Animal rights activists are seeking to shut down an annual dog meat festival in southern China blamed for blackening the country’s international reputation as well as fueling cruelty to canines and unhygienic food handling practices.
Activists from a coalition of groups said they will continue to press for the festival to be banned as well as legislation outlawing the slaughtering of dogs and cats and the consumption of their meat.
While an estimated 10m-20m dogs are killed for their meat each year in China, the June 20 event in the city of Yulin has come to symbolise the cruelty and lack of hygiene associated with the largely unregulated industry.
Yu Hongmei, director of the VShine Animal Protection Association, said China needs to follow the example of the vast majority of developed nations that have banned eating dog and cat.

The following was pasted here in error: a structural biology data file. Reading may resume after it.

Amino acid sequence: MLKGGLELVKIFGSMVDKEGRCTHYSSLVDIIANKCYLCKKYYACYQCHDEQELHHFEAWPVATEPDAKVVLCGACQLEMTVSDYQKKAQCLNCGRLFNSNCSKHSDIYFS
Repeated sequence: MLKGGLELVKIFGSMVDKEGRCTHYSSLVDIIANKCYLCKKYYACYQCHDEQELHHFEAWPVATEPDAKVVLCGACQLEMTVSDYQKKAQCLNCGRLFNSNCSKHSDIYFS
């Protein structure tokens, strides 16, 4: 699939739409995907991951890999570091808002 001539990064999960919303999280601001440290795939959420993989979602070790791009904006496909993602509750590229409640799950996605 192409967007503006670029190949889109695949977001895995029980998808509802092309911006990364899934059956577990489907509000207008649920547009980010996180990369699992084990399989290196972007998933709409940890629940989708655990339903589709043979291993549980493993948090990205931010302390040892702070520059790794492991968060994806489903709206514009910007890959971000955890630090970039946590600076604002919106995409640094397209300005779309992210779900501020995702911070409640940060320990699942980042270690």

“China needs to progress with the times,” said Mr Yu.
“Preventing cruelty to animals is the sign of a mature, civilised society.”
Restaurant owners say eating dog meat is traditional during the summer, while opponents say the festival, which began in 2010, has no cultural value and was merely invented to drum up business.
Since 2014, the local government has sought to disassociate itself from the event, forbidding its employees from attending and limiting its size by shutting down some dog markets and slaughter houses.
As many as 10,000 dogs, many of them stolen pets, are killed for the festival deep inside the Guangxi Zhuang Autonomous Region.
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